The Double Drift Theory of Star Motions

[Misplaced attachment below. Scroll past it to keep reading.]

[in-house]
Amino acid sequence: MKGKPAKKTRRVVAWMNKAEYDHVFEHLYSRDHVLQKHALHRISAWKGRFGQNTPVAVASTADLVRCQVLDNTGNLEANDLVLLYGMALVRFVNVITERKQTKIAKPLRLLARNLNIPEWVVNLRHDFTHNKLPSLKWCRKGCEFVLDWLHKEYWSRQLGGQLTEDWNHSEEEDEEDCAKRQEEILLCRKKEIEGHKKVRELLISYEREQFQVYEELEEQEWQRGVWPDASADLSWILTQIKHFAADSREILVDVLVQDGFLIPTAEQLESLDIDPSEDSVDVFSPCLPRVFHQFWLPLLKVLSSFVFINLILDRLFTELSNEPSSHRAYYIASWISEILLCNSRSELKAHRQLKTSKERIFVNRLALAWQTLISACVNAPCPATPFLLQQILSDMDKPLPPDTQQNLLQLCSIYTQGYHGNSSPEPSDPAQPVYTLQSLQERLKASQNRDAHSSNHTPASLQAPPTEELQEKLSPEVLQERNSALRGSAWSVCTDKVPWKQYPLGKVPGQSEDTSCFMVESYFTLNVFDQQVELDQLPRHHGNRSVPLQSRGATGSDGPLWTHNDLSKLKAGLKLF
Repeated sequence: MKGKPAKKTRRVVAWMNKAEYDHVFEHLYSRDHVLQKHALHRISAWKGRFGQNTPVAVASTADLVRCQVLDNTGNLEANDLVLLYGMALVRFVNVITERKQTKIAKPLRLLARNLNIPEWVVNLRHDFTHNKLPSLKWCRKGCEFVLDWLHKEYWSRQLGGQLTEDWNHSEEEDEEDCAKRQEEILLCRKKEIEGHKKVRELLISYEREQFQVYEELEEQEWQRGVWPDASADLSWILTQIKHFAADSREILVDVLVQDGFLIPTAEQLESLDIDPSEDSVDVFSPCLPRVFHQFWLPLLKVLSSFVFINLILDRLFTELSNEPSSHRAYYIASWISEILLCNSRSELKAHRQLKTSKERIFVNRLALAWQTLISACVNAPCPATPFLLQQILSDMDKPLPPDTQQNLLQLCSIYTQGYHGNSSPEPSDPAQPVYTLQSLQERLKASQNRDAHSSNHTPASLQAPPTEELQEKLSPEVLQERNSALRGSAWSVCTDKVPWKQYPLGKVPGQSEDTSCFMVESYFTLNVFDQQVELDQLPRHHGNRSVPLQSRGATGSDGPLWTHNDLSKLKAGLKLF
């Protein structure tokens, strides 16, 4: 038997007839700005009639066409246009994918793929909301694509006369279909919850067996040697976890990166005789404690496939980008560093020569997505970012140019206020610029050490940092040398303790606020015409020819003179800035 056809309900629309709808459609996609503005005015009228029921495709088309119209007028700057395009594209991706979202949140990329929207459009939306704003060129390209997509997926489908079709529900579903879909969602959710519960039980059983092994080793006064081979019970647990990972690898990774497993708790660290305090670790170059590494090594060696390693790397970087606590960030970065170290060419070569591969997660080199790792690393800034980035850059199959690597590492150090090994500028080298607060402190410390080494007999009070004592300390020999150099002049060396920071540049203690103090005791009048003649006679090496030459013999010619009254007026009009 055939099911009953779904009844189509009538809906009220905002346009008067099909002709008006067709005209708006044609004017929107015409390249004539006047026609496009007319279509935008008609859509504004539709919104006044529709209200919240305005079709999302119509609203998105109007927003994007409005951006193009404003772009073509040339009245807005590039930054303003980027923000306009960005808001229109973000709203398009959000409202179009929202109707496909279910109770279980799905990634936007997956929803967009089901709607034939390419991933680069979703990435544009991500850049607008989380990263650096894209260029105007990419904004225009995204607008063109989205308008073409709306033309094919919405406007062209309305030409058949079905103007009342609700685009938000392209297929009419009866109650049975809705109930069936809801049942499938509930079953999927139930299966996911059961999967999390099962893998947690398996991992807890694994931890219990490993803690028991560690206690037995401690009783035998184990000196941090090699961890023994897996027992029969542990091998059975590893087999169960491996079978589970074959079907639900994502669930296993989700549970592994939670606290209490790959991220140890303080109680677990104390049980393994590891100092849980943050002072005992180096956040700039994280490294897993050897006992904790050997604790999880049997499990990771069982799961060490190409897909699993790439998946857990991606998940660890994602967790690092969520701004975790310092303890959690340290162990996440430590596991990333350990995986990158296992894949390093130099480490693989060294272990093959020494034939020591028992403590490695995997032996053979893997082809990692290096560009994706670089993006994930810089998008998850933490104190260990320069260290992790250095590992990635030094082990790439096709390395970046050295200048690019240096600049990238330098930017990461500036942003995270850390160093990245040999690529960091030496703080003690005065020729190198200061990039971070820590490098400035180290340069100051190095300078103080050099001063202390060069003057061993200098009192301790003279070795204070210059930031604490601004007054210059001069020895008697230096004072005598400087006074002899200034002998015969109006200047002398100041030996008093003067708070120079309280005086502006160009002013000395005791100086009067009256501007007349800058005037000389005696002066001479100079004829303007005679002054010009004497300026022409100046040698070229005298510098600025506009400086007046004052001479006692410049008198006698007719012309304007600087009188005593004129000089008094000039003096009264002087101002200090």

PROF. J. C. CHAMBERLIN'S planetismal hypothesis has given geologists a great deal of matter for thought, and on the whole the phenomena with which they are acquainted appear to fall into line when the earth is considered as a body that has always been solid. The cosmical aspect of the question, which Prof. Chamberlin introduced in advancing his hypothesis, geologists are unable to judge, and they are waiting until astronomers give them an opinion before adopting the hypothesis on the larger scale. On the planetismal hypothesis our stellar system is a disc the edge of which is the Milky Way; beyond lies another stellar system, the so-called nebula in Andromeda for all the most distant stars in the neighbourhood of the nebula appear to be this side of the luminous disc. If our stellar system is of the same nature as that of the nebula in Andromeda, then it must be a spiral nebula with two equivalent arms originating from a central core and winding spirally round the centre in approximately the same plane. Suppose our sun had experienced a gravitational drag and was moving at a less rate than the general average of the other stars, or suppose its spiral course was steeper than the general average, and hence its angular velocity less, then an observer regarding the rest of our stellar system from our planet would see the stars near the centre of the spiral travelling in two directions, those on this side of the centre travelling from right to left, and those on the other side in the reverse direction. Is this not a possible explanation of Prof. J. C. Kapteyn's double-drift theory of star motions? It explains why the two systems travelling in opposite directions should be of equal composition and proportions, but it necessitates that in the region of the sky opposite to that in which the double drift has been observed the drift should be simple.

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